Building Products (Safety) Act 2017
The Act creates bans for using unsafe building products. Once a ban is in force, it becomes an offence to:
- cause a building product to be used in a building in contravention of a building product use ban (section 15(1));
- in trade or commerce, represent that a building product is suitable for a use in a building if that use would contravene a building product use ban (section 15(3)); or
- contravene a building product undertaking (section 29).
These offences attract executive liability with a maximum penalty of $220,000 for an individual.
It is important that executives in the infrastructure industry be aware of their potential personal liability for offences committed by the corporations they work for – and to understand what reasonable steps are required under the legislation in order to offset liability.
When considering whether an employee involved in key management roles may be liable under the executive liability provisions, the questions to be addressed include:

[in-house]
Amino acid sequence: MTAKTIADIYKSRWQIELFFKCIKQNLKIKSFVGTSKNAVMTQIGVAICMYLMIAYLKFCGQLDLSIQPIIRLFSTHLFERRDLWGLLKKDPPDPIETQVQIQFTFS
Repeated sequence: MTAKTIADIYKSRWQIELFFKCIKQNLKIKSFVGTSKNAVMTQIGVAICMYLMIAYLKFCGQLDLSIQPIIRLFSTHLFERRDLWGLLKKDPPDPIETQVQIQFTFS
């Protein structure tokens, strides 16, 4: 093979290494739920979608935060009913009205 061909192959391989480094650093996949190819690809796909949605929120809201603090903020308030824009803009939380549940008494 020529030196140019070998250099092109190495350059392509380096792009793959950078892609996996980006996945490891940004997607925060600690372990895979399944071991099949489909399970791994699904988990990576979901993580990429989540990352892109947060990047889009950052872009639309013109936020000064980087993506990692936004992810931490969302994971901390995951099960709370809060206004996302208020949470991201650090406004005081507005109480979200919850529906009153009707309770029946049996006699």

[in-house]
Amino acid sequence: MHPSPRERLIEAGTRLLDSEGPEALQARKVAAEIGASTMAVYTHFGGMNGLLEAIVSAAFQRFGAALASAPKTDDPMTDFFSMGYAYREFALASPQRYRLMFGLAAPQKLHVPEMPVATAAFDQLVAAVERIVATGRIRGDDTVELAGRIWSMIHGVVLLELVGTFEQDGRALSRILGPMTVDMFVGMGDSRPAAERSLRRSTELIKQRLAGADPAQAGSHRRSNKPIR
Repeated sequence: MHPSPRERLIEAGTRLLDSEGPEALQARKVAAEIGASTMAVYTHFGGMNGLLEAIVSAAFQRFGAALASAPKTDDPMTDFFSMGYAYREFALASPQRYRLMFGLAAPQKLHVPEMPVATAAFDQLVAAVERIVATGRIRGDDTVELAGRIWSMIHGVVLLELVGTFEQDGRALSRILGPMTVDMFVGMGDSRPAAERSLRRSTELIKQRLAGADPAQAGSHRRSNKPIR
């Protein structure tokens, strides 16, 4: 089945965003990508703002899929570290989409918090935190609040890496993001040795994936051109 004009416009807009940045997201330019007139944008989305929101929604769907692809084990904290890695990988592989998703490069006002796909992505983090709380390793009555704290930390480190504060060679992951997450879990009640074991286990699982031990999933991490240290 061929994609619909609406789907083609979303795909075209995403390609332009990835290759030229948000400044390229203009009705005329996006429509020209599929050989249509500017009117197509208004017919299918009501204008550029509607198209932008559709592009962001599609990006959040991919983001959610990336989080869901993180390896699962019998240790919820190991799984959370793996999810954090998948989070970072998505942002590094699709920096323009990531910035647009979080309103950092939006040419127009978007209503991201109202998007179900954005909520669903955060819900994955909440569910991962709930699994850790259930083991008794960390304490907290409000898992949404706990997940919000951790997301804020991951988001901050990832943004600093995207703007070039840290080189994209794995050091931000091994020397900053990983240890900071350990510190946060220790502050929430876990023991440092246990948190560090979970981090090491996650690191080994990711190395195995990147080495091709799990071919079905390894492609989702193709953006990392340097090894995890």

- Is the employee involved in the management of the corporation?
- Are they in a position to influence the corporation's conduct?
- If so, does that influence relate especially to the relevant legislative requirement?
- Are the organisation’s training and governance procedures sufficient to establish the corporation has taken 'reasonable steps' to fulfil the relevant obligation?
Corporations should consider putting in place risk mitigation measures, including extending their directors’ and officers’ liability insurance to provide coverage for management personnel who are in a position to influence the corporations' conduct.
This publication is introductory in nature. Its content is current at the date of publication. It does not constitute legal advice and should not be relied upon as such. You should always obtain legal advice based on your specific circumstances before taking any action relating to matters covered by this publication. Some information may have been obtained from external sources, and we cannot guarantee the accuracy or currency of any such information.